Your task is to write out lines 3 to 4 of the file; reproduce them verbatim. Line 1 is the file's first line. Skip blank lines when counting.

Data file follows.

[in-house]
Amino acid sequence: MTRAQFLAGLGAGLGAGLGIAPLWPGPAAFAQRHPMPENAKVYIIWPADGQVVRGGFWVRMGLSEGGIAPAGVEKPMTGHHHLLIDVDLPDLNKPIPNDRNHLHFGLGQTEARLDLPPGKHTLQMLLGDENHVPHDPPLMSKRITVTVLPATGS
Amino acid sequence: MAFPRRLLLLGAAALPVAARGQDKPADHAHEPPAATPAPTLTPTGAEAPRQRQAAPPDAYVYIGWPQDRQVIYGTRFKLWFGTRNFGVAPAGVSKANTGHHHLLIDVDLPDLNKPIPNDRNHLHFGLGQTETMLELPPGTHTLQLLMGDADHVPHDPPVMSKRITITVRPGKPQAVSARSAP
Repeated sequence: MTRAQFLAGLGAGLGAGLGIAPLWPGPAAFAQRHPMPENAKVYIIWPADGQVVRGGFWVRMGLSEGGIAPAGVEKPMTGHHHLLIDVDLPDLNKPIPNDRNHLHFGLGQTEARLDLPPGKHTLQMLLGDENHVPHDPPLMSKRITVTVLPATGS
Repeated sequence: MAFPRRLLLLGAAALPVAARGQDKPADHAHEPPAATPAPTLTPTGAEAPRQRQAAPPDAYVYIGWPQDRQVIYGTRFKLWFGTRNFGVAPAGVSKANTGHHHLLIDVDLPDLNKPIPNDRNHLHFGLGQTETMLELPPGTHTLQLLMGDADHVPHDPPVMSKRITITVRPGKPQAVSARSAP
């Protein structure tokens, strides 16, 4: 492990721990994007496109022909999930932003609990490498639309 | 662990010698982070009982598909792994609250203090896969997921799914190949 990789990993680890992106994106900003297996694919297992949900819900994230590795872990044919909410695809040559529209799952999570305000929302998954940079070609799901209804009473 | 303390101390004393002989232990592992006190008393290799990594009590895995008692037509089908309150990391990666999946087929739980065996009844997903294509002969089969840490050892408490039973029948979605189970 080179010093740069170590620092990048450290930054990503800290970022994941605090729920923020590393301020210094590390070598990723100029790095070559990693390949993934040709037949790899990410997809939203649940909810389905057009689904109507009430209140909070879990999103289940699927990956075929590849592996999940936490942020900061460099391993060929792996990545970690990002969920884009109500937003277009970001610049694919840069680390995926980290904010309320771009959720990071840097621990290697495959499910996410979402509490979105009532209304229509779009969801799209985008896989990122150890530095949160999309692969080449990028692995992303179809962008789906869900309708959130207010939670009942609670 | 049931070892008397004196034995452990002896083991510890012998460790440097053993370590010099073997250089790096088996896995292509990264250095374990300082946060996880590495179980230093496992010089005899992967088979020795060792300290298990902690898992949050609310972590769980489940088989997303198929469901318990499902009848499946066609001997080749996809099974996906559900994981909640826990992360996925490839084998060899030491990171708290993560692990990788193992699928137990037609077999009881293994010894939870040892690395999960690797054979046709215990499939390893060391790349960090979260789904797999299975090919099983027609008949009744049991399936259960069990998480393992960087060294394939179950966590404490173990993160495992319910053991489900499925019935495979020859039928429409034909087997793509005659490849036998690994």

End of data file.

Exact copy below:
Amino acid sequence: MAFPRRLLLLGAAALPVAARGQDKPADHAHEPPAATPAPTLTPTGAEAPRQRQAAPPDAYVYIGWPQDRQVIYGTRFKLWFGTRNFGVAPAGVSKANTGHHHLLIDVDLPDLNKPIPNDRNHLHFGLGQTETMLELPPGTHTLQLLMGDADHVPHDPPVMSKRITITVRPGKPQAVSARSAP
Repeated sequence: MTRAQFLAGLGAGLGAGLGIAPLWPGPAAFAQRHPMPENAKVYIIWPADGQVVRGGFWVRMGLSEGGIAPAGVEKPMTGHHHLLIDVDLPDLNKPIPNDRNHLHFGLGQTEARLDLPPGKHTLQMLLGDENHVPHDPPLMSKRITVTVLPATGS